Contrary to the holding of the court in Bloodsworth, SSA policy is that the regulations make a clear distinction in regard to rights of judicial review between dismissals and determinations on the merits by the Appeals Council. The Appeals Council may take three types of action following an ALJ decision: (1) it may grant a request for review; (2) it may deny a request for review; or (3) it may dismiss a request for review. The dismissal of a request for review of an ALJ decision is binding and not subject to further review. 20 CFR 404.972, 416.1472. See also 20 CFR 404.955, 416.1455, 422.210. The Appeals Council will dismiss a request for review if it is untimely filed and the time for filing has not been extended. The Appeals Council may also dismiss a request for review for other prescribed reasons. 20 CFR 404.971, 416.1471.
SSA's position, based on the above-cited regulations, is that an Appeals Council dismissal is not a "final decision of the Commissioner of Social Security made after a hearing." Therefore, such a dismissal is not judicially reviewable under section 205(g) of the Social Security Act (42 U.S.C. 405(g)).
Explanation of How SSA Will Apply The Bloodsworth Decision Within the Circuit
This Ruling applies only to cases involving claimants who reside in Alabama, Florida, or Georgia at the time of the Appeals Council dismissal of the request for review.
Notices sent by the Appeals Council which dismiss requests for review of ALJ decisions will advise claimants in these states of their right to request judicial review.
 Under the Social Security Independence and Program Improvements Act of 1994, Pub.L.No. 103-296, effective March 31, 1995, Social Security Administration (SSA) became an independent Agency in the Executive Branch of the United States Government and was provided ultimate responsibility for administering the Social Security and Supplemental Security Income programs under titles II and XVI of the Act. Prior to March 31, 1995, the Secretary of Health and Human Services had such responsibility.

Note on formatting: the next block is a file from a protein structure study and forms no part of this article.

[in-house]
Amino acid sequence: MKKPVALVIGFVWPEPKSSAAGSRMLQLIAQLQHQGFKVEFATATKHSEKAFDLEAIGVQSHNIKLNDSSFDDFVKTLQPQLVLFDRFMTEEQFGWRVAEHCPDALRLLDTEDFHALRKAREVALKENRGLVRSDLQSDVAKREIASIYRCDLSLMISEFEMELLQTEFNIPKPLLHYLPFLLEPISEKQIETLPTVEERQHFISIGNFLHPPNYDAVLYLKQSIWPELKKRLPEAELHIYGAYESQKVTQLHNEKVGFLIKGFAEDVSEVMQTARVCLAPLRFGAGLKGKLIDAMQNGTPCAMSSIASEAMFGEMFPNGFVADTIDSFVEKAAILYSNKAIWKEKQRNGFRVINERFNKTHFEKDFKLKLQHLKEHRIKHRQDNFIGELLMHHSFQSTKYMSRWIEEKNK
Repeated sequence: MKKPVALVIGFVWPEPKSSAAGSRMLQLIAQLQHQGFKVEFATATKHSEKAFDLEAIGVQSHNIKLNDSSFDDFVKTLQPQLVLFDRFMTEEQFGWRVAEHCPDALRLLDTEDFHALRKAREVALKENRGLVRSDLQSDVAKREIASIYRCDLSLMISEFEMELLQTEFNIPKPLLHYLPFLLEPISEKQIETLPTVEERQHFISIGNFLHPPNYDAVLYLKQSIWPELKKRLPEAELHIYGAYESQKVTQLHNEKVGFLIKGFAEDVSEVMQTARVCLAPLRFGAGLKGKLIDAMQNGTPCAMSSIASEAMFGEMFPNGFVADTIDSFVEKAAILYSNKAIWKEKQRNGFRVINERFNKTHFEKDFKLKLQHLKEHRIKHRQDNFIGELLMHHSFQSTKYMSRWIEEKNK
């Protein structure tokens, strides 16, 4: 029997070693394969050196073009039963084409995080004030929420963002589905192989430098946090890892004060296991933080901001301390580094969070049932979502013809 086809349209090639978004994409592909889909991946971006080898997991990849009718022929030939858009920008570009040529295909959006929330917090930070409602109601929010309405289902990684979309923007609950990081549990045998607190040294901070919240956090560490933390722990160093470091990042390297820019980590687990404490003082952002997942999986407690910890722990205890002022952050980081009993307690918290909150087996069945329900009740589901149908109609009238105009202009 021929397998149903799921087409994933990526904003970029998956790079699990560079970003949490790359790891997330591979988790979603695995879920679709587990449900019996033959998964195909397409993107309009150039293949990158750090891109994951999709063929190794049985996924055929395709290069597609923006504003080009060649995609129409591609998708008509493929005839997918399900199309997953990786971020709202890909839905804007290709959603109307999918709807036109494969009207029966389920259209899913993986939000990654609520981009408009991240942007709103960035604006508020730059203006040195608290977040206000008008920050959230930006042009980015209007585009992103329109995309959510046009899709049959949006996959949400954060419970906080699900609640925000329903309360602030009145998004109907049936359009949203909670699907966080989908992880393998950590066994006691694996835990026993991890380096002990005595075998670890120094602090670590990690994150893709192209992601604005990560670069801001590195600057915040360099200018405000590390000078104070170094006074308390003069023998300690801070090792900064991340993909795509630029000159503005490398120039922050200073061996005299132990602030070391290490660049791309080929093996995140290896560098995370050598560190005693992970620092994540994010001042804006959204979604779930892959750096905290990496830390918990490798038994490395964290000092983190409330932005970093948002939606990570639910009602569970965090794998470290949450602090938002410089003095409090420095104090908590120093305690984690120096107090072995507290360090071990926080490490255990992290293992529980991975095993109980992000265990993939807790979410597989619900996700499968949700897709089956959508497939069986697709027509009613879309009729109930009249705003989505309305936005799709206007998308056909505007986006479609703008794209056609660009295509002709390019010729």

The Government argued that the district court lacked subject matter jurisdiction under sections 205(g) and (h) of the Social Security Act (42 U.S.C. section 405(g) and (h)) because the plaintiff failed to meet the "final decision" and "made after a hearing" requirements of these sections. The Government contended that: (1) dismissal of a request for review on the basis of untimeliness without "good cause" is not a "final decision" for it does not constitute a determination on the merits; and (2) it is not "made after a hearing" because no hearing is granted solely and specifically on the request for review itself.
 Section 205(g) of the Social Security Act (42 U.S.C. section 405(g)) currently provides in pertinent part that "[a]ny individual, after any final decision of the Commissioner of Social Security made after a hearing to which he was a party, . . . may obtain a review of such decision by a civil action commenced within sixty days after the mailing to him of notice of such decision or within such further time as the Commissioner of Social Security may allow." At the time of the decision in Bloodsworth, however, the statute referred to a "final decision of the Secretary."
 20 CFR 404.981 and 416.1481 state, in pertinent part, that "[t]he Appeals Council's decision, or the decision of the administrative law judge if the request for review is denied, is binding unless you or another party file an action in Federal district court, or the decision is revised."
 As the Supreme Court has noted, the term "final decision" is not defined in the Social Security Act, but the Act gives authority to the agency to prescribe its meaning by regulation. Weinberger v. Salfi, 422 U.S. 749, 766 (1975).
 The Appeals Council, upon good cause shown, may extend the time for filing a request for review of an ALJ decision. 20 CFR 404.968(b), 416.1468(b).